Last Updated on August 17, 2019 by Bryan Fiveash
Are you looking for a fun playtime idea that your kids will love and will encourage imaginative thinking? Look no further! And the great news is that this cardboard box spaceship project is easy with minimal cost.
My main focus during the build was how to create maximum fun… not accurate design. Don’t worry if your ship doesn’t look like something NASA would use as soon as they saw it. I wanted to build just enough of a spaceship and let my kid’s imagination handle the rest.
Cardboard Box Spaceship Materials:
- Two large appliance-size cardboard boxes
- Hot glue gun with glue sticks
- Extension cord
- Razor knife
Obviously the most important component is a cardboard box large enough for your kids to fit in. I wanted one large enough for me and my four kids to fit in to so I could play along. Though likely you don’t have a massive box just lying around the house. No problem!
Rather than try to hunt around town looking for trash boxes and hoping you’ll find one decent enough to work, just go to the source: a store that sells appliances. We have a local Sears store, so I gave them a call, let them know what I was doing, and asked if they happened to have any extra boxes lying around. As it turns out, they had at least two large floor freezer boxes that I ended up using for this article. The folks at Sears were very nice, and I’m sure they appreciated me taking care of boxes that they would normally have to dispose of themselves.
I used one box for the main base of the ship, and the other box for the wings, tail and miscellaneous parts. Since I didn’t need the second box to be in box form, I simply picked it up from Sears already broken down. It was easier to transport that way as well.
You’ll notice in the above picture that the box isn’t cut exactly perfect. There are dips in the cut line here and there, and there are places where it is caved in. That’s ok. Again, we aren’t looking for visual perfection… just function.
First, I climbed in and got to work on drawing the cockpit gauges, buttons and equipment. I just used my imagination here… nothing too artistic or realistic. Just enough to stir up the imagination in my kids. Then I cut out large rectangular holes with a razor knife for outside viewing and ventilation. One in the front, one in back, and two on each side. Please use caution while using a razor knife!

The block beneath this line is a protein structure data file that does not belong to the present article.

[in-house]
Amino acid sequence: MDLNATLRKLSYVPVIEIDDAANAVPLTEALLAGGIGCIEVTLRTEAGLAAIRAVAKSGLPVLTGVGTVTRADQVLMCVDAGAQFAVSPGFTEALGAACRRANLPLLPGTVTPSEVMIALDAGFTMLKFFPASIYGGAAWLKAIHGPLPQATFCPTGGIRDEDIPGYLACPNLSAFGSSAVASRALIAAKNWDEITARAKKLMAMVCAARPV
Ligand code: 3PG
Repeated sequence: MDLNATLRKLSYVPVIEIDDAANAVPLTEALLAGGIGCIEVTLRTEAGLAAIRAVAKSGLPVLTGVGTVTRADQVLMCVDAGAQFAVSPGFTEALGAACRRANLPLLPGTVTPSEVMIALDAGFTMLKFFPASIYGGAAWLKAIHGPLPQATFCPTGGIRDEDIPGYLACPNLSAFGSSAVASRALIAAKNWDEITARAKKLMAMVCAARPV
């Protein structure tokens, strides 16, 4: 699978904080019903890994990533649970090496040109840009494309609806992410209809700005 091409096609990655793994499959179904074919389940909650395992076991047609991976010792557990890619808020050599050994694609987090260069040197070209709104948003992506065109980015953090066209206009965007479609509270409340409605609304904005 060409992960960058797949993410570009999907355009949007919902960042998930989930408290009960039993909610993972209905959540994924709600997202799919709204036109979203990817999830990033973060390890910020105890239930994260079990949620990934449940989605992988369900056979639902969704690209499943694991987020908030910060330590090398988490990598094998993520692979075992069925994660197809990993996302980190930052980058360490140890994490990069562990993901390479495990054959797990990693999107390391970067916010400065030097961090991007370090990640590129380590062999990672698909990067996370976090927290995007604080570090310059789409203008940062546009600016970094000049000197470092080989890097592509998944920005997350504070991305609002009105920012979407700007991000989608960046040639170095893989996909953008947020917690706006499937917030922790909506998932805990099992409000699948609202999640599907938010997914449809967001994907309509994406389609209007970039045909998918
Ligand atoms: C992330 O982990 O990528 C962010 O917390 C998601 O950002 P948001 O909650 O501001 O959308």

For the door, simply draw a three-sided vertical rectangle with your marker, then cut with the knife. I made a hole large enough so I could get in and out too. You’ll cut out the top, bottom, and one side of the door. The fourth side should remain uncut; that’s how the door will pivot open and closed. I also cut out a small hole where a handle would be to allow for a finger to slip through for easier access.
For the steering wheel, start off by cutting off about a third of a cardboard toilet paper tube, then glue it to wherever you want the wheel to hang. Next, use one of the window pieces that you cut out and draw up a wheel and cut it out. The wheel can look like however you want it to be. Cut a hole in the middle of the wheel and slip it up on the tube that you just glued on. Don’t glue the wheel in place so your kids can turn it. Then glue a cardboard cap over the opening of the tube large enough so the wheel can’t slip off.
Here’s where the main use of the second appliance box comes into play. I wanted the sides of this box to be the same width as the top of the first box. Cut the cardboard so that there’s three sides that are attached together.
Then, place it on top of the main box… the middle section covering the opening, and the two sides hanging over the sides of the main box. Climb inside the box and glue the top to the base at several points to prevent it from coming off.
Lift up one of the wings, and at the front of the bottom box, draw a line diagonal to the rear of the wing. To make this easier and for a more accurate cut as I want to reuse the piece I’m cutting off, I used a long level. Then cut on the line. Repeat this on the other wing.
Now, as our spaceship has an 8′ wingspan, I wanted to be able to break the wings down so the entire ship could fit through doorways in the house. I found an easy way to do this. You’ll use the triangle pieces that you cut off the wings to prop them up.
First, hold a wing out so it is horizontal. Then, place a triangle at the side of the bottom box, longest end of the triangle horizontally flush with the back of the box. Tip the triangle over at the top about a foot from the top side of the box. Cut a slot in the wing at that point so the top of the triangle can slip though the wing. The wing will then rest on the triangle. Repeat these steps on the other wing.
Do not glue anything during these steps. If you want to break the wings down for transport, simply remove the triangles. The wings will fall to the sides of the ship.
There should be one big section of cardboard left from the second appliance box. We can use it for the tail of the spaceship. Stand the section up horizontally on the top of the ship. Draw a diagonal line from the top of the tail to the bottom, then cut the tail out with your knife.
Glue the tail to the center rear of the top of the ship. Then glue a small rectangular piece of cardboard from each side of the tail to the ship to hold the tail upright.
My kids couldn’t wait to play with their new cardboard box spaceship! Equally fun for them is decorating the outside of the ship as it offers tons of opportunity for artwork, so I’ll let them handle that.
Let me know if you have built your own spaceship! Feel free to send me pictures at firstname.lastname@example.org
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